Despite this model of a two-hue palette for self-luminous colors, the color percepts of protanopes remain in question. Their object-color palette was proved to include all six Hering component colors (red, green, blue, yellow, white, and black) . However, in contrast to normal trichromats, protanopes perceive only a weak green component in object colors and do not experience “unique green,” while their red and green components are confounded with an achromatic element (“ Color categorization and naming in inherited color vision deficiencies” by Bonnardel).
Diagnosis of Protanopia
A number of tests for protanopia are available, varying in sensitivity, specificity, and ease of use [13, 14] (“ Color Vision Testing” by Paramei, Bimler). Pseudoisochromatic plates and arrangement/panel tests, widely used in surveys/field studies, directly address a protanope’s confusions between color pairs along the confusion axis.
In the pseudoisochromatic tests (Ishihara test, Hardy-Rand-Rittler test), each diagnostic plate shows a normal-observer design (“ Marisa Rodriguez-Carmona Pseudoisochromatic Plates” http://link.springer.com/referenceworkentry/10.1007/978-3-642-27851-8_93-1 digit or curved lines) defined by a color difference which disappears for protanopes, so that the design vanishes or is supplanted by an alternative design demarcated by a different chromatic distinction.
In the arrangement tests “ Color Vision Testing” (Farnsworth-Munsell 100 Hue test, Farnsworth D-15 test), the one-dimensionality of a protanope’s color “plane” collapses a color circle into a line (“ Color Circle” by Green-Armytage), causing drastic departures from a normal observer’s sequence. Errors, or cap transposition “distances,” are summed to quantify the severity of protanopia. Plotted graphically, the transpositions in the D-15 manifest as diametrical circle crossings, indicating the protanopic angle of the confusion axis (“ Color Perception and Environmentally Based Impairments” by Paramei).
The “gold standard” of diagnosis of protanopia is the Rayleigh match on a small viewing field (2°) of the Nagel anomaloscope (“ Color Vision Testing”) . Unlike normal trichromats who reproducibly choose a unique ratio of red and green to match the yellow intensity, a protanope can match any red/green ratio to the yellow light by adjusting the luminance of the latter, dimming it if the mixed light is mainly red, while a green-dominated mixture requires a more luminant yellow. Notably, some protanopes, when setting Rayleigh matches tested with a large viewing field (10°), perform as anomalous trichromats. Various factors related to retinal eccentricity are presumed, e.g., rod intrusion, S-cone intrusion, spatial variation in the macular pigment, etc. .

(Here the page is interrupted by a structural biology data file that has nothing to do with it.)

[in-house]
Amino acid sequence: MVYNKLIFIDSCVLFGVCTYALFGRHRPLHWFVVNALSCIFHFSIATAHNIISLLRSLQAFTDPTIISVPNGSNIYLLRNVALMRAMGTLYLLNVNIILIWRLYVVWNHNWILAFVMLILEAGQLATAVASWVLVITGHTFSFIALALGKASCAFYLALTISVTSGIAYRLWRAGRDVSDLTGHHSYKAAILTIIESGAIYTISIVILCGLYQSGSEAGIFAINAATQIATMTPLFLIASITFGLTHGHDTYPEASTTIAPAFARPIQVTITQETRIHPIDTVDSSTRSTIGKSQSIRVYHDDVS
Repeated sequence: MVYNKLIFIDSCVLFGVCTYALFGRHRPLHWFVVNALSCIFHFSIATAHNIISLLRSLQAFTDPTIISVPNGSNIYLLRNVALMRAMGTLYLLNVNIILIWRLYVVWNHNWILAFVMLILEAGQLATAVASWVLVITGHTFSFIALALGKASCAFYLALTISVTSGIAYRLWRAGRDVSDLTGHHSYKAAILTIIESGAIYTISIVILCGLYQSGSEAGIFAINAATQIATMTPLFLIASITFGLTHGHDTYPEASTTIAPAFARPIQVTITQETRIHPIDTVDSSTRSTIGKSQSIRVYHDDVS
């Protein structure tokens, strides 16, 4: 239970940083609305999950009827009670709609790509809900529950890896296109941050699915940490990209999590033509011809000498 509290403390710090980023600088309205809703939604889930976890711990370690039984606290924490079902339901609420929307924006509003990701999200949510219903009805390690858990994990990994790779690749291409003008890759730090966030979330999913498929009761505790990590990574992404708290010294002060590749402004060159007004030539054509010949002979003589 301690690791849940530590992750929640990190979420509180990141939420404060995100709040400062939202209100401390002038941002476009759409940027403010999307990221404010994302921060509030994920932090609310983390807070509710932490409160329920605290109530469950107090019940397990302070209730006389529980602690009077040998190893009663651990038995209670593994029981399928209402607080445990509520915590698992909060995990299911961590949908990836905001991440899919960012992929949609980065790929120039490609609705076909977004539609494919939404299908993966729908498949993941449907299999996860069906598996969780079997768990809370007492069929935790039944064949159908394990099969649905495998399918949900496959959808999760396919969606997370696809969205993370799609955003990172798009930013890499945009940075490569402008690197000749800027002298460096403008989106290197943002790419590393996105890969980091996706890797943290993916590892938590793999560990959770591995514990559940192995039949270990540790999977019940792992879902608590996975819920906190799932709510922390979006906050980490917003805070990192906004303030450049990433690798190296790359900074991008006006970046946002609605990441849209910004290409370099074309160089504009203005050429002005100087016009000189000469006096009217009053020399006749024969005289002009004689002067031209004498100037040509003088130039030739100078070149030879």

More recently developed computerized tests for color vision diagnosis, the Cambridge Colour Test and Colour Assessment and Diagnosis test (“ Color Vision Testing” by Paramei, Bimler), interactively quantify any loss of chromatic sensitivity along the protanopic confusion line. For a protanope, in the frame of the CIE (u’v’) 1976 chromaticity diagram (“ CIE u’,v’ uniform chromaticity scale diagram and CIELUV color space” by Schanda), a MacAdam ellipse of indistinguishable colors displays a major axis lengthened to infinity and orientation pointing to the protanope copunctal point.
Incidences of Protanopia
The prevalence of inherited protanopia varies between human populations. For Caucasian populations, the reported incidence of protanopia is 1.01 % in males and 0.02 % in females . Recent surveys of red-green deficiency in populations of different racial origin found the incidence of protanopia in Caucasian males to vary between 0.96 % and 1.27 %. In a marked difference, the incidence is about half this rate in indigenous populations in Asia, Africa, Australia, and Central America but is observed to raise in geographic areas that have been settled by incoming migrants, in particular, in coastal areas visited by Europeans in historical times . The increasing prevalence of congenital red-green deficiencies, including protanopia, has tentatively been explained by a relaxation in selection pressures as hunting and gathering cultures evolve toward industrialized societies . More recently, however, it is rather attributed to genetic drift and founder events (variable sampling of the gene pool contingent on the population size) .
- 1.Sharpe, L.T., Stockman, A., Jägle, H., Nathans, J.: Opsin genes, cone photopigments, color vision and colorblindness. In: Gegenfurtner, K., Sharpe, L.T. (eds.) Color Vision: From Genes to Perception, pp. 3–52. Cambridge University Press, Cambridge (1999)Google Scholar
- 13.Birch, J.: Diagnosis of Defective Colour Vision. Oxford University Press, Oxford (1993)Google Scholar
- 14.Pokorny, J., Smith, V.C., Verriest, G.: Congenital color defects. In: Pokorny, J., Smith, V.C., Verriest, G., Pinckers, A.J.L.G. (eds.) Congenital and Acquired Color Vision Defects, pp. 183–241. Grune and Stratton, New York (1979)Google Scholar
- 16.Pitt, F.H.G.: Characteristics of Dichromatic Vision. Medical Research Council Special Report Series, No. 200. London: His Majesty's Stationery Office (1935)Google Scholar